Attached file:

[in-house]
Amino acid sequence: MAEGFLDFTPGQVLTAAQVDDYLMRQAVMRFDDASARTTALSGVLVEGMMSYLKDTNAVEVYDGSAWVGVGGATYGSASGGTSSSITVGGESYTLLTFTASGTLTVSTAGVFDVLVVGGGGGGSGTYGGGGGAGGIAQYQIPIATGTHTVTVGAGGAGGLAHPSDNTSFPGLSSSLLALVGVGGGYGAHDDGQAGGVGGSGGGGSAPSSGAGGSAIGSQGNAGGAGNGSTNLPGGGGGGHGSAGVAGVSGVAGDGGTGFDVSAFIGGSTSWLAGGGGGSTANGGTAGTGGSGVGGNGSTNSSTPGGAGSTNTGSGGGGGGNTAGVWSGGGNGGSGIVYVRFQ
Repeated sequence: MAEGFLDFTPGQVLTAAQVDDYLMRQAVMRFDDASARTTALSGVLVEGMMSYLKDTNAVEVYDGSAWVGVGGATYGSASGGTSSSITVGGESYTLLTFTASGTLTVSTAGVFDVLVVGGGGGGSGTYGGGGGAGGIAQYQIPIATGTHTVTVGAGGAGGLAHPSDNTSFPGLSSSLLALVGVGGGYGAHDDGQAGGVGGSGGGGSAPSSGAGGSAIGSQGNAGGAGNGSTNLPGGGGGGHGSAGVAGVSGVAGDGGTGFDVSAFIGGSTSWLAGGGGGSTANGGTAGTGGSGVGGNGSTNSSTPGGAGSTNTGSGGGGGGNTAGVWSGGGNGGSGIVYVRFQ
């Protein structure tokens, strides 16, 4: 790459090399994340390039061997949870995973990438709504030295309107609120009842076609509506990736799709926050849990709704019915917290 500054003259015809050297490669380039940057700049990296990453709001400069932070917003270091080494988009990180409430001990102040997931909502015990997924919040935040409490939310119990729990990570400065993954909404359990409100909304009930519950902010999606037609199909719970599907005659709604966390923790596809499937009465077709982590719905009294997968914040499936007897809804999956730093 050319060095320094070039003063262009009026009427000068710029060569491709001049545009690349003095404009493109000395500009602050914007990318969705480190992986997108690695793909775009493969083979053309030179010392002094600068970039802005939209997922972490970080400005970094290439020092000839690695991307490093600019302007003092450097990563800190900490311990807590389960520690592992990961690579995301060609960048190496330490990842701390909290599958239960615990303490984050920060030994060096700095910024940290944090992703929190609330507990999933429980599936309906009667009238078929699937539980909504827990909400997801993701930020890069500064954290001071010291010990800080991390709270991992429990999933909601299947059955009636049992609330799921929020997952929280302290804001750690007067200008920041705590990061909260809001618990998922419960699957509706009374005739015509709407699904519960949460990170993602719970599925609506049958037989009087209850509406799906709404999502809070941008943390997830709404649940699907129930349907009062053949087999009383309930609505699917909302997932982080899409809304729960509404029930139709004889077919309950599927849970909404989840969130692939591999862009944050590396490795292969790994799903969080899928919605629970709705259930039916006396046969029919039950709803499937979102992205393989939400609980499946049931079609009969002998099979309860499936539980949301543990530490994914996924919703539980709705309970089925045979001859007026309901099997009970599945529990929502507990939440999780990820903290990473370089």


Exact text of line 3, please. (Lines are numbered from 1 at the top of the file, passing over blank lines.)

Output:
Repeated sequence: MAEGFLDFTPGQVLTAAQVDDYLMRQAVMRFDDASARTTALSGVLVEGMMSYLKDTNAVEVYDGSAWVGVGGATYGSASGGTSSSITVGGESYTLLTFTASGTLTVSTAGVFDVLVVGGGGGGSGTYGGGGGAGGIAQYQIPIATGTHTVTVGAGGAGGLAHPSDNTSFPGLSSSLLALVGVGGGYGAHDDGQAGGVGGSGGGGSAPSSGAGGSAIGSQGNAGGAGNGSTNLPGGGGGGHGSAGVAGVSGVAGDGGTGFDVSAFIGGSTSWLAGGGGGSTANGGTAGTGGSGVGGNGSTNSSTPGGAGSTNTGSGGGGGGNTAGVWSGGGNGGSGIVYVRFQ